Everyone I've ever talked to who lives or has lived in Washington state says that it has really great weather...for about three months of the year. The rest of the time it's cloudy, rainy, and cold, though much of the state doesn't actually get all that much snow. Being early August, I was there in the summer and what is supposed to be kind of the height of the good weather. But that's not really what it felt like. The days (though I was only there for like two and a half of them) started out with overcast skies and cool temperatures (to the point where some people would want jackets). By late morning or so the clouds were clear and everything would be bright, sunny, and warm. Though even then, it never got "summer" warm / hot and there were often cool breezes. Really, it felt more like fall weather to me. Then, come night, it would cool down quite a bit. If you hate the heat, that might sound great but, if that's really as warm as its gets in the summer, it would certainly make me think twice about moving there, especially considering that most of the year it's supposed to be dark and cool the whole time. But, when it comes to weather, I suppose there are pros and cons just about everywhere, even Hawaii.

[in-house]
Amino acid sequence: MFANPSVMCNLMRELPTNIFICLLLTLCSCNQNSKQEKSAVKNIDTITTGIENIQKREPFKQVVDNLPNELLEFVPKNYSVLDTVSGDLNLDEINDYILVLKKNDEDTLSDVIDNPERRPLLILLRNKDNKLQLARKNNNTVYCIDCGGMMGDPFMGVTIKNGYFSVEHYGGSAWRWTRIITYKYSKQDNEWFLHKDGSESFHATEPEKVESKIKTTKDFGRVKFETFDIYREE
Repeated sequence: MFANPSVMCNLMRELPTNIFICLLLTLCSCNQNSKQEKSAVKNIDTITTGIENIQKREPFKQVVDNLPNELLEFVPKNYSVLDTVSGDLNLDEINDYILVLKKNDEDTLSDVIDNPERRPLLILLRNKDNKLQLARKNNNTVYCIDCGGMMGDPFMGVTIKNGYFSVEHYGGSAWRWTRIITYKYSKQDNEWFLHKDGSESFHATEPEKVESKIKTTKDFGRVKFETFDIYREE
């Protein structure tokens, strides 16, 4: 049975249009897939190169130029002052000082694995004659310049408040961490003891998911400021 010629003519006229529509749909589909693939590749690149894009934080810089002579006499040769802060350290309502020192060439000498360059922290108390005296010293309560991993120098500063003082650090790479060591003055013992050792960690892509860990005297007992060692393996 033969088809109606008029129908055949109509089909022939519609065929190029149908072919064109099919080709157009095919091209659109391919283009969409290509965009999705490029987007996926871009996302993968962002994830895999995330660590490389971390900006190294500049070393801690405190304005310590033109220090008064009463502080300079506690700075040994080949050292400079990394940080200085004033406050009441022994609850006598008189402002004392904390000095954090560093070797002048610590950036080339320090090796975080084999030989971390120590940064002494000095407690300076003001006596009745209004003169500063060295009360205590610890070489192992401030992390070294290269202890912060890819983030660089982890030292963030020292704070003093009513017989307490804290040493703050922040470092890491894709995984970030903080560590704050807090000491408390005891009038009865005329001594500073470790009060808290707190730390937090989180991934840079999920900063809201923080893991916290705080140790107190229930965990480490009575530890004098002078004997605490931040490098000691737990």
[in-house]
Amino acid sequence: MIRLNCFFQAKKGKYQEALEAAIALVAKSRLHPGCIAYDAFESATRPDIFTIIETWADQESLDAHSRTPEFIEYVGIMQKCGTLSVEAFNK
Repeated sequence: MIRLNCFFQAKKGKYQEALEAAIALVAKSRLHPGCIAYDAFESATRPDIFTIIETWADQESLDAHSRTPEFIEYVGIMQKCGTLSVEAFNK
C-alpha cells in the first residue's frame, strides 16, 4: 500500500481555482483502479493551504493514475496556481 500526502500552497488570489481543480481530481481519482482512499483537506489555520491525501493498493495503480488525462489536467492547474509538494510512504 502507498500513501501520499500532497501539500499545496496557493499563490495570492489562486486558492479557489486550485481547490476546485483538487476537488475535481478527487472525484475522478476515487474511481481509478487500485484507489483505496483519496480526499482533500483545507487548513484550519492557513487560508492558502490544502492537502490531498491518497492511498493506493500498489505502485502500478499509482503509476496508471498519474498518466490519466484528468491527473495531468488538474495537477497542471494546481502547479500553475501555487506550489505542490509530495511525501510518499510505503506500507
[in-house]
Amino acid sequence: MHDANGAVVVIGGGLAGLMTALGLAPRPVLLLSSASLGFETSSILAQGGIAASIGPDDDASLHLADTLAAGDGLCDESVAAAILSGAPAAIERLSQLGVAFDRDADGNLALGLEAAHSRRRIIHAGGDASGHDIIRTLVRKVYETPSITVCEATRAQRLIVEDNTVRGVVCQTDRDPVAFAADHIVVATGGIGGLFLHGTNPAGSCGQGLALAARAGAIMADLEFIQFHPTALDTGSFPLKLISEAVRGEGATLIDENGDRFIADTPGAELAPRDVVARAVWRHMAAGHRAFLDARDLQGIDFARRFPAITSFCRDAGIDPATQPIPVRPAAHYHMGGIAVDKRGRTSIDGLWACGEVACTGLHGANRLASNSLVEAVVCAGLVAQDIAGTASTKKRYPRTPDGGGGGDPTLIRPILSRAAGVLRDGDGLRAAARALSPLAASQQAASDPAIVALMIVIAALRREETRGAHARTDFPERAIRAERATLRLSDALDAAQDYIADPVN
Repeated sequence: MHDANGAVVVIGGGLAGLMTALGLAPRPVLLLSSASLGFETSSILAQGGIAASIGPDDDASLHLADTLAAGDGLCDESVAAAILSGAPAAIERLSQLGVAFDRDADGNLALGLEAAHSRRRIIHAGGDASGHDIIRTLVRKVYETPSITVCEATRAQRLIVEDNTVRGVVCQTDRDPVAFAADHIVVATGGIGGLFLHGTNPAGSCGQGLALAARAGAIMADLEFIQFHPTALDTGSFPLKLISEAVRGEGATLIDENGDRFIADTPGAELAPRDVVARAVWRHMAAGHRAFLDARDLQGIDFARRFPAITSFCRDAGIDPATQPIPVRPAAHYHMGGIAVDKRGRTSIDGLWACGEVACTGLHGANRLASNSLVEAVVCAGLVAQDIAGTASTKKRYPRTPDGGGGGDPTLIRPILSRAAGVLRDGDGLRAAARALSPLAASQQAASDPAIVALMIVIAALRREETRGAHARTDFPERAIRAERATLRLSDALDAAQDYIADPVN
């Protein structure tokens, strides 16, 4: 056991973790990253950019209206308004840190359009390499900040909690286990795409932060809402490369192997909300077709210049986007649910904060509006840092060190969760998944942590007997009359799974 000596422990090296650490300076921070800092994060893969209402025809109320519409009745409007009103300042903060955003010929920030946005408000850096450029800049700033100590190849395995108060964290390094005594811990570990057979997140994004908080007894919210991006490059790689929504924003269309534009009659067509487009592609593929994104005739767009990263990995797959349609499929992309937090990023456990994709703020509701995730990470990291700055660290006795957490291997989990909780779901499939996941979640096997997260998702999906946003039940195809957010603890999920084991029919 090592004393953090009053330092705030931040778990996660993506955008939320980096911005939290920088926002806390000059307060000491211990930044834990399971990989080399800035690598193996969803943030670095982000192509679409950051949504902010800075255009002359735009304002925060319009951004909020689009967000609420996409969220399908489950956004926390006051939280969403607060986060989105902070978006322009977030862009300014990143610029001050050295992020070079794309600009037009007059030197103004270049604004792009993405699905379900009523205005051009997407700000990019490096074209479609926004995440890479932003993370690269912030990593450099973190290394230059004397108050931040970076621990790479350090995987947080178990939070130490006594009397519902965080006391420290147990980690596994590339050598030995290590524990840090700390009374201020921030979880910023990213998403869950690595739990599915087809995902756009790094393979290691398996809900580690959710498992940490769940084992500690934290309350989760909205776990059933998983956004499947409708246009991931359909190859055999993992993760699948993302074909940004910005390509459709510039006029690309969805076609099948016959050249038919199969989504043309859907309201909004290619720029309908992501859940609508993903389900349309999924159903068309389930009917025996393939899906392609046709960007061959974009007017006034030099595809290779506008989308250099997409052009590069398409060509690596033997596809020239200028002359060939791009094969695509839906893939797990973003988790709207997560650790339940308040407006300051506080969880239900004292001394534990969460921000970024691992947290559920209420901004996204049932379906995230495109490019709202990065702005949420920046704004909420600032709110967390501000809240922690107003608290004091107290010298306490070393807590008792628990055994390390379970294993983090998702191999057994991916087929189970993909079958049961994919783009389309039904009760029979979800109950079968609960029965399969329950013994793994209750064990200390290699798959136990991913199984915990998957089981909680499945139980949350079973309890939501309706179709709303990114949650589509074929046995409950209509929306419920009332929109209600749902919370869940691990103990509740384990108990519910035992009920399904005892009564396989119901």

8/3/2016 Stopping in Washington

Connie and I are currently on a stop over in Washington (the state) on our way to Virginia. I've got a travelogue entry coming up but first, just a reminder that I'm not entirely sure what my internet situation will be like for the next few days, so there may or may not be updates on Friday and Monday.

August 2nd (Tuesday): Berries and Yak
My parents, brother, and sister-in-law recently moved to Washington state so Connie and I decided to make a stop-over there on our way to Virginia. We arrived yesterday night and I'll be heading out on Thursday. Connie will be here for a while longer (she's hoping to arrive in Virginia after our furniture, while I'll be roughing it for a little while. Anyway, since I only really have two days here, we're spending them doing some touring. Tomorrow is Seattle but today we went to Sequim, a rural area two or three hours outside Seattle.